Security for Costs

As we’ve discussed before, costs are an amount of money meant to compensate a party for the time and expense of having to participate in a Supreme Court case. Costs are generally paid to the successful litigant by the unsuccessful one.

While costs are not typically payable until the end of a lawsuit, in some cases a defendant, typically one who perceives the plaintiff’s claim to be particularly weak, may be concerned about being able to ever recover costs from the plaintiff should they be unsuccessful in proving their claim. In such cases, the defendant can make an interim application for an order that the plaintiff post security for costs. Essentially, the defendant is asking the court to require the plaintiff to pay a certain amount of money into court (or their lawyer’s trust account) as security for any costs award that is ultimately made against them. If such an order is made, the plaintiff typically cannot proceed forward with the lawsuit until such money has been posted. To put it more bluntly, an order for security for costs requires the plaintiff to “put up or shut up.”

The purpose of an order for security for costs is to protect a defendant from being unable to recover costs from the plaintiff should their claim fail. The legal test on an application for security for costs is as follows:

  1. the defendant must make out a prima facie case that the plaintiff would be unable to pay the defendant’s costs if the plaintiff’s claim fails;
  2. the plaintiff may resist an order for security by showing that it has sufficient assets to satisfy an award for costs, or that the defendant has no arguable defence to its claim;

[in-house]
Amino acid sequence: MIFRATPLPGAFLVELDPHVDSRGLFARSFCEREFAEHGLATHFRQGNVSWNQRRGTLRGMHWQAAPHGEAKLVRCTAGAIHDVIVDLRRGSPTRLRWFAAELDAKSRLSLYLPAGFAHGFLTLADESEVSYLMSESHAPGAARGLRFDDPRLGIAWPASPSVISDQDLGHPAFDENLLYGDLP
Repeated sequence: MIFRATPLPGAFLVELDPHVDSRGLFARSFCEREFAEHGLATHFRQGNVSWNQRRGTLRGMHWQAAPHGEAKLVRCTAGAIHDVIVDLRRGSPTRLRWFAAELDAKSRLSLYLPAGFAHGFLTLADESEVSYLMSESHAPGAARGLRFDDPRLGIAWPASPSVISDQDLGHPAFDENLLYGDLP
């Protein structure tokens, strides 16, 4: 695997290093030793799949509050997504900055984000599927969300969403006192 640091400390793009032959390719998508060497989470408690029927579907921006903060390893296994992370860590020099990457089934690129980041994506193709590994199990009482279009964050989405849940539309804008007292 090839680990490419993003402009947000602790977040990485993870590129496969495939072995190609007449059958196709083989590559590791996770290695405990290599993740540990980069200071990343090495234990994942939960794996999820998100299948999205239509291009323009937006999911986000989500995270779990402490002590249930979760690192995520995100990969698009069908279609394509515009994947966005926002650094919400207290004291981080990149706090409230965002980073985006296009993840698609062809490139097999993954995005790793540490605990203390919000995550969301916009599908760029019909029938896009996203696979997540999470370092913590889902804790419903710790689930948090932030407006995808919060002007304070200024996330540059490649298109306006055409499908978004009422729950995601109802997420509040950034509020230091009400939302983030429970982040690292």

3. if a security is warranted, the amount is discretionary; and
  4. the court can consider whether an order for security would visit undue hardship on a plaintiff such that it would prevent the plaintiff’s case from being heard. This has also been described as the security order “stifling” the plaintiff’s claim.

Where the plaintiff is a corporation as opposed to an individual, the defendant is held to a lower standard of proof. In that case, additional principles apply:

  1. The court has a complete discretion whether to order security, and will act in light of all the relevant circumstances;
  2. The possibility or probability that the plaintiff corporation will be deterred from pursuing its claim is not, without more, sufficient reason for not ordering security;
  3. The court must attempt to balance injustices arising from use of security as an instrument of oppression to stifle a legitimate claim on the one hand, and use of impecuniosity as a means of putting unfair pressure on a defendant on the other;
  4. The court may have regard to the merits of the action, but should avoid going into detail on the merits unless success or failure appears obvious;
  5. The court can order any amount of security up to the full amount claimed, as long as the amount is more than nominal;
  6. Before the court refuses to order security on the ground that it would unfairly stifle a valid claim, the court must be satisfied that, in all the circumstances, it is probable that the claim would be stifled; and
  7. The lateness of the application for security is a circumstance which can properly be taken into account.

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